The Supreme Court's six-member conservative bloc could strike down any efforts at climate change mitigation by the executive branch in West Virginia v. EPA.
The Supreme Court's six-member conservative bloc could strike down any efforts at climate change mitigation by the executive branch in West Virginia v. EPA.
ERIN SCHAFF via Getty Images

The problem with this, Prelogar argued, is that in every previous case the court actually had a regulation to question along with any examination of the issue “at the outset,” but here, the court is hearing arguments in a case where there are no new regulations to judge the costs or size of impact.

The West Virginia v. EPA case emerges from the ashes of the Obama administration’s Clean Power Plan, a 2015 regulation issued by the EPA to limit power plant carbon emissions. Those regulations were shelved after a 2016 Supreme Court ruling put a temporary halt to them and the Trump administration then repealed and replaced them in 2019 with regulations far more favorable to coal companies. Trump’s American Clean Energy rule was short-lived, as the D.C. Circuit Court of Appeals struck it down in January 2021. The group of GOP-run states and coal companies appealed this decision to the Supreme Court around the same time that the Biden administration declared that Obama’s Clean Power Plan was no more, so it would write new carbon emission regulations.

The petitioners from West Virginia and the coal companies argue that Obama’s Clean Power Plan was restored when the appeals court struck down Trump’s American Clean Energy rule. The court can then strike down Obama’s regulations to tie the hands of Biden’s EPA in writing new carbon regulations, they argue. But the Biden administration has stated that the Clean Power Plan was not resurrected by the appeals court and, Prelogar said, it would likely take between one and two years to propose and implement new regulations.

The absence of actual regulations for the court to judge may not matter to the court’s conservative bloc, as they have indicated an increased opposition to government regulation since expanding to six members after the death of Ruth Bader Ginsburg and her replacement by Justice Amy Coney Barrett in 2020.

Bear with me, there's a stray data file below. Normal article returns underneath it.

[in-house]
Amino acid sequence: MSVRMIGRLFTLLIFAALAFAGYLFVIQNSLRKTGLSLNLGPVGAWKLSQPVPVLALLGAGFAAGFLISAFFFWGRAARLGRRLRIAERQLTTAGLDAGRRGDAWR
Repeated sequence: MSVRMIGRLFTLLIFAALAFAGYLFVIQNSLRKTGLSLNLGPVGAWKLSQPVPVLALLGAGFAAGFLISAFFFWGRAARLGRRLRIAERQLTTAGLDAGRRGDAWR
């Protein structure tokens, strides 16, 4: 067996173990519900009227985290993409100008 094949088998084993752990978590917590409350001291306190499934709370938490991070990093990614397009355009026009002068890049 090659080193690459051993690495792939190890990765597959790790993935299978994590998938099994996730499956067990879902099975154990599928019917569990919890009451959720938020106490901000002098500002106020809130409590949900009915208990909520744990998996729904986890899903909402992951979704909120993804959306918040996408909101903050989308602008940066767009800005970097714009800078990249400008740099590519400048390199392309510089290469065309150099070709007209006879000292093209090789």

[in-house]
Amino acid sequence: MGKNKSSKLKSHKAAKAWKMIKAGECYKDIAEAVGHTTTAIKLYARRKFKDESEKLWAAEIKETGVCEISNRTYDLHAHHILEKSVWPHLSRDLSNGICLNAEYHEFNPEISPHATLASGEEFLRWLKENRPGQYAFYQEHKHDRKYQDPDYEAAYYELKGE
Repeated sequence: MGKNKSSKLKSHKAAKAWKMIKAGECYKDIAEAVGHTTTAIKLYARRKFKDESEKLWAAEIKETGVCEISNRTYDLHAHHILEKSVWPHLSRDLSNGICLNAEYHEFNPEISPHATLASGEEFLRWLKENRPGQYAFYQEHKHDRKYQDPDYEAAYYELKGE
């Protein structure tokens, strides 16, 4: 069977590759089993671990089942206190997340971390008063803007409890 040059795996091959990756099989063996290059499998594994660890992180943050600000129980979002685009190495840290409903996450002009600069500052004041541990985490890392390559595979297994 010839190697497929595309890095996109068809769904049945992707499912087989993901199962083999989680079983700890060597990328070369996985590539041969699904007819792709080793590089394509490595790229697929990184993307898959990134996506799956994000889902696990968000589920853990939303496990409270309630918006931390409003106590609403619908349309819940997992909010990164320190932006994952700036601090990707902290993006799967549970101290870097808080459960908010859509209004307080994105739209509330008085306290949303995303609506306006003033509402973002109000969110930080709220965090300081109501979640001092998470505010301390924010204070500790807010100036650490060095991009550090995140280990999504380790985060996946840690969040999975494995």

Justice Samuel Alito suggested during arguments that EPA regulation of carbon emissions looked more like an effort to “regulate industrial policy” rather than pollution emissions as allowed under the Clean Air Act. He further noted that if you “if you take the arguments about climate change seriously,” that “this is a matter of survival,” then there should be no reason to believe that the “EPA can’t go even a lot further than it did in the [Clean Power Plan].”

Prelogar responded to Alito that there are limits in the Clean Air Act to what regulations the EPA can impose on power generation. But his statements underscored the increasing hostility to regulation from the court’s conservatives.

While West Virginia and the coal companies claimed that they did not believe they needed the major questions doctrine to win, the conservatives have recently relied on it to strike down major regulations like the Occupational Safety and Health Administration’s vaccine-or-test rule and the CDC’s eviction moratorium.

With West Virginia Democratic Sen. Joe Manchin’s failure to support Biden’s climate agenda blocking any legislative action, a ruling striking down executive branch regulations aimed at mitigating carbon emissions would further speed up the catastrophic timeline envisioned in Monday’s IPCC report.